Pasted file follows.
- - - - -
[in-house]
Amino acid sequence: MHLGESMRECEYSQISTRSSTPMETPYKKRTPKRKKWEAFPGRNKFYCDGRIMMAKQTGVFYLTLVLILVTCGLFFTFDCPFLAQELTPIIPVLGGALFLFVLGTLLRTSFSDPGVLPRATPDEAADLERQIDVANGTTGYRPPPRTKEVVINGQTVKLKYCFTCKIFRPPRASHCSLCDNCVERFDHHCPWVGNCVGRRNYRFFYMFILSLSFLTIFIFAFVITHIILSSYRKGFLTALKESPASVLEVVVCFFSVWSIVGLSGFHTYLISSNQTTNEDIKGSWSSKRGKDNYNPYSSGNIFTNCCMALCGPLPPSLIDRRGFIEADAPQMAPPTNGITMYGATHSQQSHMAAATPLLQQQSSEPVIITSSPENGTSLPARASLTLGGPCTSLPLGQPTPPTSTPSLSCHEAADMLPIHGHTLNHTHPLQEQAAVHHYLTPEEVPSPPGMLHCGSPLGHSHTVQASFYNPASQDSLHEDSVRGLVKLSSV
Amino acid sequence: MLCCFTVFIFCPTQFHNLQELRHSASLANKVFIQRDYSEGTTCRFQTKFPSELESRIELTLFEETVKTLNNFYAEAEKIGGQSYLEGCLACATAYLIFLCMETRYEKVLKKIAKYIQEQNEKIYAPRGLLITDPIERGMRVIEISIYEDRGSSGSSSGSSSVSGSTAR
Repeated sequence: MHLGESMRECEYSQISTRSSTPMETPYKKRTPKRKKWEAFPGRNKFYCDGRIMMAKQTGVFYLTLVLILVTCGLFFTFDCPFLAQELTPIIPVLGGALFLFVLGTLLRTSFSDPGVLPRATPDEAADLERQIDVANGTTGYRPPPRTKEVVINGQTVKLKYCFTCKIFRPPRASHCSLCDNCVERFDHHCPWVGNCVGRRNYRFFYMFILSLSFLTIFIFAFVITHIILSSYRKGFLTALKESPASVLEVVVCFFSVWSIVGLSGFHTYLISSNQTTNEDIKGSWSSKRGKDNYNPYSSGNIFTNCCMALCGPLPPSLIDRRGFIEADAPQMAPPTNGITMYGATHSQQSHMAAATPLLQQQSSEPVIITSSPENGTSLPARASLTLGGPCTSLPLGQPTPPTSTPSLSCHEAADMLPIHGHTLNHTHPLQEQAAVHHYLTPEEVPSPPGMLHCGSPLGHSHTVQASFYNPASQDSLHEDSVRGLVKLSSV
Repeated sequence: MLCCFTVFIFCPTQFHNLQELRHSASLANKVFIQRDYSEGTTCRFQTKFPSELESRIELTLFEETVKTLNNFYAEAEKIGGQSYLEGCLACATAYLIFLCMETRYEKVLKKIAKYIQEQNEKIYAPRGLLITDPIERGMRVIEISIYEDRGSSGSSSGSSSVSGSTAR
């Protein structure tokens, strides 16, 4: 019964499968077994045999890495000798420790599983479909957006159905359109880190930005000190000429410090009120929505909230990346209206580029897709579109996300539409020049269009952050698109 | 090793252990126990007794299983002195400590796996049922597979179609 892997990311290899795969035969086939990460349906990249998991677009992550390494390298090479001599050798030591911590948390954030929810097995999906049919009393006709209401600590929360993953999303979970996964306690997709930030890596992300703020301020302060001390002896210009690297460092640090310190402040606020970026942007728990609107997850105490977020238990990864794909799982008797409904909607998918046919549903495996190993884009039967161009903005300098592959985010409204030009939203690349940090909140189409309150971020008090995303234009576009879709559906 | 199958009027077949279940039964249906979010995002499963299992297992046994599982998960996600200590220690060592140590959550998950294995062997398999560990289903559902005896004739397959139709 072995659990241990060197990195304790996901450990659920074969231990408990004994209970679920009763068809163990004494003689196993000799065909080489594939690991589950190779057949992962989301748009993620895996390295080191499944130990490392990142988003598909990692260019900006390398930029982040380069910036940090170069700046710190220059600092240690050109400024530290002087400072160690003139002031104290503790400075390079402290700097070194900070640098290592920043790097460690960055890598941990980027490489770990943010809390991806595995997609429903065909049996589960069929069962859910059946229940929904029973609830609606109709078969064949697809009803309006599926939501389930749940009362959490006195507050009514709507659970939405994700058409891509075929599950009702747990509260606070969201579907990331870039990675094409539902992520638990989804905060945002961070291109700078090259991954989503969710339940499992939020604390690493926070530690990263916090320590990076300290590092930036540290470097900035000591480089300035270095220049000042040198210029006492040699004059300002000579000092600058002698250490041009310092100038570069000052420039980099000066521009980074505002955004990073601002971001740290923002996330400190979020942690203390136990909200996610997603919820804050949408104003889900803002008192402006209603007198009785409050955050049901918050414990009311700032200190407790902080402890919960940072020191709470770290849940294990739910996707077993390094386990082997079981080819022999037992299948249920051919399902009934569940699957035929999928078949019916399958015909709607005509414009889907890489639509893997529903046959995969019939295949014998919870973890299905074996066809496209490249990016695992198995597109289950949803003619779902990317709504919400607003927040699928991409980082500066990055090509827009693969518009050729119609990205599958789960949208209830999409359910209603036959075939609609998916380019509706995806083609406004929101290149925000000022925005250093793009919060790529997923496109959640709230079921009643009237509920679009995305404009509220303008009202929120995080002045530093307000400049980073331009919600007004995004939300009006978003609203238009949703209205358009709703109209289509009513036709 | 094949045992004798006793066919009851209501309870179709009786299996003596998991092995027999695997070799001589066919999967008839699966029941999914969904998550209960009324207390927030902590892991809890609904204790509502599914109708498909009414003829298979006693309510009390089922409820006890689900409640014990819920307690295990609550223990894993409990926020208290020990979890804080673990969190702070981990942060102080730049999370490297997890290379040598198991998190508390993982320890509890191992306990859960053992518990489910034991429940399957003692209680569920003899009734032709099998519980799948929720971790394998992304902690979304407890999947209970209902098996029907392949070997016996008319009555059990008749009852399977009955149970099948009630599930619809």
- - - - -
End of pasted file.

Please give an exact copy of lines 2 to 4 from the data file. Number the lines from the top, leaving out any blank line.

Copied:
Amino acid sequence: MHLGESMRECEYSQISTRSSTPMETPYKKRTPKRKKWEAFPGRNKFYCDGRIMMAKQTGVFYLTLVLILVTCGLFFTFDCPFLAQELTPIIPVLGGALFLFVLGTLLRTSFSDPGVLPRATPDEAADLERQIDVANGTTGYRPPPRTKEVVINGQTVKLKYCFTCKIFRPPRASHCSLCDNCVERFDHHCPWVGNCVGRRNYRFFYMFILSLSFLTIFIFAFVITHIILSSYRKGFLTALKESPASVLEVVVCFFSVWSIVGLSGFHTYLISSNQTTNEDIKGSWSSKRGKDNYNPYSSGNIFTNCCMALCGPLPPSLIDRRGFIEADAPQMAPPTNGITMYGATHSQQSHMAAATPLLQQQSSEPVIITSSPENGTSLPARASLTLGGPCTSLPLGQPTPPTSTPSLSCHEAADMLPIHGHTLNHTHPLQEQAAVHHYLTPEEVPSPPGMLHCGSPLGHSHTVQASFYNPASQDSLHEDSVRGLVKLSSV
Amino acid sequence: MLCCFTVFIFCPTQFHNLQELRHSASLANKVFIQRDYSEGTTCRFQTKFPSELESRIELTLFEETVKTLNNFYAEAEKIGGQSYLEGCLACATAYLIFLCMETRYEKVLKKIAKYIQEQNEKIYAPRGLLITDPIERGMRVIEISIYEDRGSSGSSSGSSSVSGSTAR
Repeated sequence: MHLGESMRECEYSQISTRSSTPMETPYKKRTPKRKKWEAFPGRNKFYCDGRIMMAKQTGVFYLTLVLILVTCGLFFTFDCPFLAQELTPIIPVLGGALFLFVLGTLLRTSFSDPGVLPRATPDEAADLERQIDVANGTTGYRPPPRTKEVVINGQTVKLKYCFTCKIFRPPRASHCSLCDNCVERFDHHCPWVGNCVGRRNYRFFYMFILSLSFLTIFIFAFVITHIILSSYRKGFLTALKESPASVLEVVVCFFSVWSIVGLSGFHTYLISSNQTTNEDIKGSWSSKRGKDNYNPYSSGNIFTNCCMALCGPLPPSLIDRRGFIEADAPQMAPPTNGITMYGATHSQQSHMAAATPLLQQQSSEPVIITSSPENGTSLPARASLTLGGPCTSLPLGQPTPPTSTPSLSCHEAADMLPIHGHTLNHTHPLQEQAAVHHYLTPEEVPSPPGMLHCGSPLGHSHTVQASFYNPASQDSLHEDSVRGLVKLSSV